There’s this thing my dad used to say a lot when I was growing up, though for the life of me I can’t remember any of the context surrounding why he would say it. He’d say, “Love your enemies. It will drive them crazy.”
I also don’t know the origin of the phrase. Apparently it shows up spoken by one of the characters in a 2003 musical-comedy film I’d never heard of called The Fighting Temptations. You can also buy stickers with the phrase, or a patch for your jacket, refrigerator magnets, signs to hang in your kitchen.
That’s a lot of kitsch for a phrase with no apparent history. The nearest approximation I could find was a quote attributed to Oscar Wilde: “Always forgive your enemies. Nothing annoys them so much.” Which is close but not really the same thing.
But hey, here at PubTheo we don’t let a little thing like attributional uncertainty stand in the way of us and a good topic. So we’re going to explore this idea of loving your enemies, driving them crazy while doing so, and why we might consider giving it a go. Let’s get a couple of preliminary questions on the table:
- “I don’t have any enemies, so how does this relate to me?” you might reasonably ask. So, what do we mean by an enemy here?
- How can we possibly manage to love someone who we might think of as an enemy? That’s a pretty tall order, isn’t it?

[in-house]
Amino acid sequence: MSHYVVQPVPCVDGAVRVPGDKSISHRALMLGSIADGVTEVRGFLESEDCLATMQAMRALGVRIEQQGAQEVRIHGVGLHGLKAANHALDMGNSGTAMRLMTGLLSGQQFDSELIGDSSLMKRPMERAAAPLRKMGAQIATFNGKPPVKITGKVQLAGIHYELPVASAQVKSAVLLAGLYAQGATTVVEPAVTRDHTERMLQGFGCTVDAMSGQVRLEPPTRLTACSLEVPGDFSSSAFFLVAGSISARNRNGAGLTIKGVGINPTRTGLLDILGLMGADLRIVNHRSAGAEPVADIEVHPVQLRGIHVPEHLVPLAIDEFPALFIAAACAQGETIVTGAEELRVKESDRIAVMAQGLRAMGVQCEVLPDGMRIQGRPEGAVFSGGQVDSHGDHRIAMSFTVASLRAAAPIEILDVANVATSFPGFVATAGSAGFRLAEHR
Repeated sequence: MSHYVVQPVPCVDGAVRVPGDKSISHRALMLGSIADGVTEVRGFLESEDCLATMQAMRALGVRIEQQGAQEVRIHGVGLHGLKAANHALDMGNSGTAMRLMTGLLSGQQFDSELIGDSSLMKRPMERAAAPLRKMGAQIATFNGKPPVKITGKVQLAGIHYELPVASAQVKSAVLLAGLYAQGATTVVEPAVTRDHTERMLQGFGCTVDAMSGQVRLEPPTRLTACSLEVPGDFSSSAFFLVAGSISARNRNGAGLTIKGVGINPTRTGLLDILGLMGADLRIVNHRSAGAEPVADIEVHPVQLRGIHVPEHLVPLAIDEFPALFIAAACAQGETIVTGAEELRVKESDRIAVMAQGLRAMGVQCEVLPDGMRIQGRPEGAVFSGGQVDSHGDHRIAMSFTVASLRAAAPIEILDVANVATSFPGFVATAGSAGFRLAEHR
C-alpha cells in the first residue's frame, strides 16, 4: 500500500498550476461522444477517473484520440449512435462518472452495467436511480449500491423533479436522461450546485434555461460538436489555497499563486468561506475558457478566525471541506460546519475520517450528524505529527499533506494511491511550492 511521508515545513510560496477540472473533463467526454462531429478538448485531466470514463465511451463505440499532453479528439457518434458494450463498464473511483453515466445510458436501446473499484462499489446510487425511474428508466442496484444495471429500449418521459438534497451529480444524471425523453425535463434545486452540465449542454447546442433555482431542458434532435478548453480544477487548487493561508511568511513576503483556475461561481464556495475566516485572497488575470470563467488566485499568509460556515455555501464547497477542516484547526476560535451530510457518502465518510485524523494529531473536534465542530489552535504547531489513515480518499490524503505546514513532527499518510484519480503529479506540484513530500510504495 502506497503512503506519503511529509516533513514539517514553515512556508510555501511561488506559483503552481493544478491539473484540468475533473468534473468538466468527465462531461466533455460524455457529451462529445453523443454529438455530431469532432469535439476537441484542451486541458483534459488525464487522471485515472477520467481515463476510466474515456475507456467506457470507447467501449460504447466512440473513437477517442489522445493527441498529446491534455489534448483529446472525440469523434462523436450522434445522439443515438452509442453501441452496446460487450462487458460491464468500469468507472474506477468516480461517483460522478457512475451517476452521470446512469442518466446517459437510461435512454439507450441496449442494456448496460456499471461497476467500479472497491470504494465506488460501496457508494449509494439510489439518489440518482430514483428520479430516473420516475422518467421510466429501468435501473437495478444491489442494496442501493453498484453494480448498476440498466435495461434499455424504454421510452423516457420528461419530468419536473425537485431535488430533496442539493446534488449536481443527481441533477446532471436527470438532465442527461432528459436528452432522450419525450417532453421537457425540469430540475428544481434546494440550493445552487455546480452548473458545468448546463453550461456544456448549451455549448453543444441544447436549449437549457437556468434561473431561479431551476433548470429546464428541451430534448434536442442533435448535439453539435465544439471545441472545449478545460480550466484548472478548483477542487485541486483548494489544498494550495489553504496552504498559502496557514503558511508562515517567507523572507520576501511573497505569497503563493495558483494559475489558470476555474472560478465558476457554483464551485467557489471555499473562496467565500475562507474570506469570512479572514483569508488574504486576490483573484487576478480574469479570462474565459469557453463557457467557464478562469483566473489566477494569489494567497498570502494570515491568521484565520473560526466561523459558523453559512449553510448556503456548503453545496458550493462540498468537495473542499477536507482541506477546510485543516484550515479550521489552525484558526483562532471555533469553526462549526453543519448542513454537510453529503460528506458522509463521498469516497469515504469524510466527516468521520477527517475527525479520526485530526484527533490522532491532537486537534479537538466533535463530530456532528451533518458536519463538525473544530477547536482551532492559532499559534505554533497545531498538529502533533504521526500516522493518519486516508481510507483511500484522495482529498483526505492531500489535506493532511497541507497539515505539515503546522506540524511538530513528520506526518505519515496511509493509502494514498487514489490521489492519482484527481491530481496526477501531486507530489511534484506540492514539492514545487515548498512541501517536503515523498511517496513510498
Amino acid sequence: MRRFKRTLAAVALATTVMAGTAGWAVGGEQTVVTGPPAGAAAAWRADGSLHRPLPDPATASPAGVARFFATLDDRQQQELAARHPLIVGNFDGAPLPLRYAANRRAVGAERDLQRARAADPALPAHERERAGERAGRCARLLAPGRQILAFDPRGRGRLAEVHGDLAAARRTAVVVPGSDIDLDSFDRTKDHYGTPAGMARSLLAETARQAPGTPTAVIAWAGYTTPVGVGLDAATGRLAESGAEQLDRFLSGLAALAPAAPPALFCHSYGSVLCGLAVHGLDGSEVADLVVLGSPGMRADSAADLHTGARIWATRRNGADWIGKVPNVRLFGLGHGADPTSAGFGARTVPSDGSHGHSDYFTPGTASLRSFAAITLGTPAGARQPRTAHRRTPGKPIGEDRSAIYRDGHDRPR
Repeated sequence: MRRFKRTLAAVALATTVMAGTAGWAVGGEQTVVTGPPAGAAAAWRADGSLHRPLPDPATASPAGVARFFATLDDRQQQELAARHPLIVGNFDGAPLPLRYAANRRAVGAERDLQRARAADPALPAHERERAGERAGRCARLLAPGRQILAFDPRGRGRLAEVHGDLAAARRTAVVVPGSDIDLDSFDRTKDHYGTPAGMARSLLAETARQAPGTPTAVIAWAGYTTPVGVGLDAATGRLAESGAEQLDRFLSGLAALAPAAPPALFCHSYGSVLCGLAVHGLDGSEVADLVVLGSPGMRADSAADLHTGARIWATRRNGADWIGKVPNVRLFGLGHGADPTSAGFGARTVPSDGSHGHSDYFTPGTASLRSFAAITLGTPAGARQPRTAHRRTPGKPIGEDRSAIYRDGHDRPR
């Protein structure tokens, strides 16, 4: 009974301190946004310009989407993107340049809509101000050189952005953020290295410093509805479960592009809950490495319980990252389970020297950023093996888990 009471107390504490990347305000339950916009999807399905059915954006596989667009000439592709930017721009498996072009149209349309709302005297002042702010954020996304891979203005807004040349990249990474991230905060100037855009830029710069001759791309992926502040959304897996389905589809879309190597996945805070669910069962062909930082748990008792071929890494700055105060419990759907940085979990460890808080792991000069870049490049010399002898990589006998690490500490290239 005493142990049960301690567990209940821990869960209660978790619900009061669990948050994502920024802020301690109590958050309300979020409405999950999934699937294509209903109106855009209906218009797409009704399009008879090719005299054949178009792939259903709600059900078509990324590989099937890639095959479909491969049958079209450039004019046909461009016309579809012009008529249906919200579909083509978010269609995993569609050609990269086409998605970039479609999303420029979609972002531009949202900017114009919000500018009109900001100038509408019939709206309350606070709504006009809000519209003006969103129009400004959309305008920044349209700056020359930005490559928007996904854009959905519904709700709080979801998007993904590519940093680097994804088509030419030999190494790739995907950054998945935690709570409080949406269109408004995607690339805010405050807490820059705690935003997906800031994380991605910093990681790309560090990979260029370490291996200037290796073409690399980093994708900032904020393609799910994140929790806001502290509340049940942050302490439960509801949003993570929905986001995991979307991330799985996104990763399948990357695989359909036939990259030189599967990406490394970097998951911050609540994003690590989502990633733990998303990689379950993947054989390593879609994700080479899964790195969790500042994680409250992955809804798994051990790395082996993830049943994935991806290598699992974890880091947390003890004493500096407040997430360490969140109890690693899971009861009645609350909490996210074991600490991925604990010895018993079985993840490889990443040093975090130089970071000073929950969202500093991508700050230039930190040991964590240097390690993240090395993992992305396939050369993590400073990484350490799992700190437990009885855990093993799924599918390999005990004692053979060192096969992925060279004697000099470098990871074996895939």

- Why would it drive them crazy, and is that what we’re really after by loving them? Seems kind of self-serving.
Writing at his blog, the Rev. Kirk Kubicek, an Episcopal priest from Maryland, connected this idea to the Sermon on the Mount as captured in the Gospel of Matthew 5:38-48, where Jesus entreats the crowd to “Be perfect, therefore, as your heavenly Father is perfect.” Kubicek writes:
Jesus affirms in our tiny portion of Matthew: do not resist the evil doer, turn the other cheek, go the extra mile, give to everyone who begs from you, lend to those in need; love your enemies and pray for those who persecute you; be perfect as God is perfect.
Talk about tall orders! Click on this link, or the one above, to give Kubicek’s piece a read, and then let’s talk about it in our conversation this week. The discussion starts Tuesday at 7 pm at Lockhart’s BBQ in downtown Lake Orion.